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Calculating Supports: Jackknife

  1. The command  calculate_support (jackknife) performs n pseudoreplicates independently, in each once a percentage of characters in selected at random, without replacement. The frequency of occurrence of a clade is its jackknife support value.
  2. Open the program documentation (in the help menu of the Graphic User Interface Window). Go to the command reference chapter and find the  calculate_support command. Find the jackknife argument, and read its description and default values, and how to specify the number of pseudoreplicates inside calculate_support. Then write a command to do just 50 pseudorplicates, using the default values of jackknife.
  3. An important detail is that jackknife resamples the characters. What you define as a characters is a biological question that you must resolve before running your analyses. POY does not calculate jackknife supports in any special way, it is just the case that the characters that you are using are not necessarily just the bases of your sequences, but the sequences themselves!
  4. A common procedure used by many biologists is to fix an alignment and compute support values resampling the bases of that alignment. Let us use this strategy and compare the support values for a pair of different alignments on the same tree. To do this we will use a new report argument:

            read ("course.fasta")        
            transform (tcm:(1,1))        
            store ("initial")        
            search (max_time:0:0:1)        
            select ()
  5. We store the tree in a file so that then we can report support values for it:

            report ("tree_for_support_values.tre", trees)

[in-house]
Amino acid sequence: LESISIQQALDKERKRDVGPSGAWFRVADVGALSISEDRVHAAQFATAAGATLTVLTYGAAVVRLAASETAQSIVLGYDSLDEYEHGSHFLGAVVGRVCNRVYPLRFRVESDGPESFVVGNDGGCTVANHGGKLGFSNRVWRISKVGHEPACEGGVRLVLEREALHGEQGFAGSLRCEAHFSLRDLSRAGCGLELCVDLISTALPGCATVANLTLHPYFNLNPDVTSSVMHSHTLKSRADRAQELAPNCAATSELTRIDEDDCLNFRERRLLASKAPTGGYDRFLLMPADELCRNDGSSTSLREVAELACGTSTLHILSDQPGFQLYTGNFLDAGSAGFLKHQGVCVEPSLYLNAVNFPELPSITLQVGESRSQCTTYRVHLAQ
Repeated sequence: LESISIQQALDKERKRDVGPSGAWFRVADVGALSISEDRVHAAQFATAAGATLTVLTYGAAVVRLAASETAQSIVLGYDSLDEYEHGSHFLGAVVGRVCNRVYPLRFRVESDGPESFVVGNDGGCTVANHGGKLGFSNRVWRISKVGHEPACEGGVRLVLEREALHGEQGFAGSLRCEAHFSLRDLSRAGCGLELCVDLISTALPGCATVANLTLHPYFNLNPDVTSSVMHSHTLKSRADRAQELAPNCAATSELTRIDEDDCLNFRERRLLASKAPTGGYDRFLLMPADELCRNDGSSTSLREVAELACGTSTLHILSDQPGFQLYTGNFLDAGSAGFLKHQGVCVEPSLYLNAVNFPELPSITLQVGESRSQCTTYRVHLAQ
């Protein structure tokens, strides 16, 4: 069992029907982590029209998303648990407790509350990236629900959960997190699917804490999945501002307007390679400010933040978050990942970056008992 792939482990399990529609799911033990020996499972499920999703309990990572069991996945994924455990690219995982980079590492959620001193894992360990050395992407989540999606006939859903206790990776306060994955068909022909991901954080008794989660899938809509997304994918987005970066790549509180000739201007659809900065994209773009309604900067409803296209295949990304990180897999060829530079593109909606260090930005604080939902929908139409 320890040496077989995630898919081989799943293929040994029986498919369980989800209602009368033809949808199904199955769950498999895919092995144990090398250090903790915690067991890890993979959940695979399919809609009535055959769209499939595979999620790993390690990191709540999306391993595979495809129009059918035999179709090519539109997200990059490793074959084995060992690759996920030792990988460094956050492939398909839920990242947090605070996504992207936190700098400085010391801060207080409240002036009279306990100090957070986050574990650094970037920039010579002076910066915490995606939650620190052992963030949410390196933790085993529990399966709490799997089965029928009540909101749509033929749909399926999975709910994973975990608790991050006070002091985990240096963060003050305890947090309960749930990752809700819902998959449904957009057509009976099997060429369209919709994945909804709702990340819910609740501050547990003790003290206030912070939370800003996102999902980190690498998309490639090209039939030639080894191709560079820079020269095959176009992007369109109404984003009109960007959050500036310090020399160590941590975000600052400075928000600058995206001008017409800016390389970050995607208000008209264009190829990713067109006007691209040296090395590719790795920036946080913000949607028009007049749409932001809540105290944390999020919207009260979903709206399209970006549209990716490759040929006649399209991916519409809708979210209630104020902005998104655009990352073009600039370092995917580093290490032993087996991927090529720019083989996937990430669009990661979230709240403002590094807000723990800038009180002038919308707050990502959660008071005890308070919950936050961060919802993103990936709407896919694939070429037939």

transform (static_approx)        
            report ("good_alignment.ss", phastwinclad)        
            (* This commands output a NONA file that can be read in many programs, most notably POY *)
  6. Now we will produce a different alignment and store it
            use ("initial")        
            build (1)        
            transform (static_approx)        
            report ("regular_alignment.ss", phastwinclad)
  7. We have just produced our two data sets that we will use to calculate supports. The second data set is currently held in memory.
           calculate_support (jackknife: (resample:1000))       
           read ("tree_for_support_values.tre")       
           calculate_support (jackknife: (resample:1000))       
           read ("tree_for_support_values.tre")       
           (*We just stored the tree in a file to compare the results later *)
  8. Now we will compute the support values using the first alignment

           wipe ()    
           read ("good_alignment.ss")    
           calculate_support (jackknife: (resample:1000)    
           read ("tree_for_support_values.tre")    
           report ("good_alignment_supports.ps", graphsupports:jackknife)

    Compare the two trees (using an image edition program, nothing special is needed for Mac OS X, Linux, or Unix, but Windows computers may need Ghostview or Adobe Illustrator):

    • good_alignment_supports.ps.
    • regular_alignment_supports.ps.

    What did you notice? Where do you get better supports? Which would be a reasonable alignment from which to compute your support values?

  9. To calculate bootstrap support values, find the  bootstrap argument in the  calculate_support command documentation, and repeat the previous (Calculating Supports: Jackknife) excercise using good_alignment.ss and regular_alignment.ss files to generate bootstrap supports for the tree in tree_for_support_values.tre, in eactly the same way.

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